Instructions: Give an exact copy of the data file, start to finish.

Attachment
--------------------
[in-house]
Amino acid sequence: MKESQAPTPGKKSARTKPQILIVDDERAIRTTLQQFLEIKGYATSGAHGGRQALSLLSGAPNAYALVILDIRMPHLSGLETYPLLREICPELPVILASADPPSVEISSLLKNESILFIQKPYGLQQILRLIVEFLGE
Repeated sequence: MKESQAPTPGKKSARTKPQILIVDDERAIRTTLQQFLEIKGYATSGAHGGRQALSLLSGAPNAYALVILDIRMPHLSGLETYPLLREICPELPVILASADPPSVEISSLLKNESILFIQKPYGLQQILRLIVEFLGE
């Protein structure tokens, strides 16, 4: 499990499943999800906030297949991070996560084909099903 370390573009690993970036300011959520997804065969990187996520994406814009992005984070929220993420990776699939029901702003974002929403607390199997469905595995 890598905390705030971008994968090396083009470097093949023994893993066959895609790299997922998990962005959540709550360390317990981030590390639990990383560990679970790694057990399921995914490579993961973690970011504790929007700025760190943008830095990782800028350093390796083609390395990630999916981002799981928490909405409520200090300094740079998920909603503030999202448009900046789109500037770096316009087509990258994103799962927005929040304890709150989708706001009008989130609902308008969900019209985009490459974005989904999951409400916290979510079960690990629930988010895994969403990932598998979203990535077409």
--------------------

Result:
[in-house]
Amino acid sequence: MKESQAPTPGKKSARTKPQILIVDDERAIRTTLQQFLEIKGYATSGAHGGRQALSLLSGAPNAYALVILDIRMPHLSGLETYPLLREICPELPVILASADPPSVEISSLLKNESILFIQKPYGLQQILRLIVEFLGE
Repeated sequence: MKESQAPTPGKKSARTKPQILIVDDERAIRTTLQQFLEIKGYATSGAHGGRQALSLLSGAPNAYALVILDIRMPHLSGLETYPLLREICPELPVILASADPPSVEISSLLKNESILFIQKPYGLQQILRLIVEFLGE
């Protein structure tokens, strides 16, 4: 499990499943999800906030297949991070996560084909099903 370390573009690993970036300011959520997804065969990187996520994406814009992005984070929220993420990776699939029901702003974002929403607390199997469905595995 890598905390705030971008994968090396083009470097093949023994893993066959895609790299997922998990962005959540709550360390317990981030590390639990990383560990679970790694057990399921995914490579993961973690970011504790929007700025760190943008830095990782800028350093390796083609390395990630999916981002799981928490909405409520200090300094740079998920909603503030999202448009900046789109500037770096316009087509990258994103799962927005929040304890709150989708706001009008989130609902308008969900019209985009490459974005989904999951409400916290979510079960690990629930988010895994969403990932598998979203990535077409």